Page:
José Rodríguez Alvira
Frederic Chopin's (1810-1849) Prelude #4 for the piano is a highly chromatic piece. Yet it is based on a very simple harmonic progression as we will try to demonstrate in this article.
The basic chords are no other than the tonic, subdominant and dominant chords (i - V - i - iv - V - i - iv - V).
In the following animation we start with the basic chords on which the 12 first measures are based and transform them step by step into the chords we find in the prelude.
These are the chords in the first 12 measures. Use the arrow button to see how they are transformed step by step...
A suspended fourth chords is added between the first two chords.
The tonic chord is substituted by a secondary dominant chord of the iv degree.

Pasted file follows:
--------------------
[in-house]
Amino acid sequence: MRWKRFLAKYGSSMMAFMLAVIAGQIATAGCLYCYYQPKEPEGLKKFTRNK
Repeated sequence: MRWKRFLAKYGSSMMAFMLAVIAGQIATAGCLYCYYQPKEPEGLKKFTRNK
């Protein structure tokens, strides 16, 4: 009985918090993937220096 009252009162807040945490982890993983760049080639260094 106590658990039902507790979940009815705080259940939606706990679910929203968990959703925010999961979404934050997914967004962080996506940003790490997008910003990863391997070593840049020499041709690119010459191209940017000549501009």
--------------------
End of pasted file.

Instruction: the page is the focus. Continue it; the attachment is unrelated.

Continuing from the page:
We add a seventh to the A minor chord.
We add a ii degree chord before the V degree chord.
The tonic chord is transformed into a secondary dominant chord.
Two appoggiaturas (G# and B) are added to the iv degree chord.
Another suspended chord is added before the V degree chord. Listen the new chords...
We add an F natural before the E of the next chord. The D natural and the G# from the next chord are anticipated.
The G natural from the next chord is anticipated. A Bb and a C# move chromatically.
A vii degree chord substitutes the dominant chord.
The V/iv becomes a vii/iv and it is preceded by a ii degree. Notes D and F move chromatically and create two new chords.
An augmented ninth is added to the dominant chord.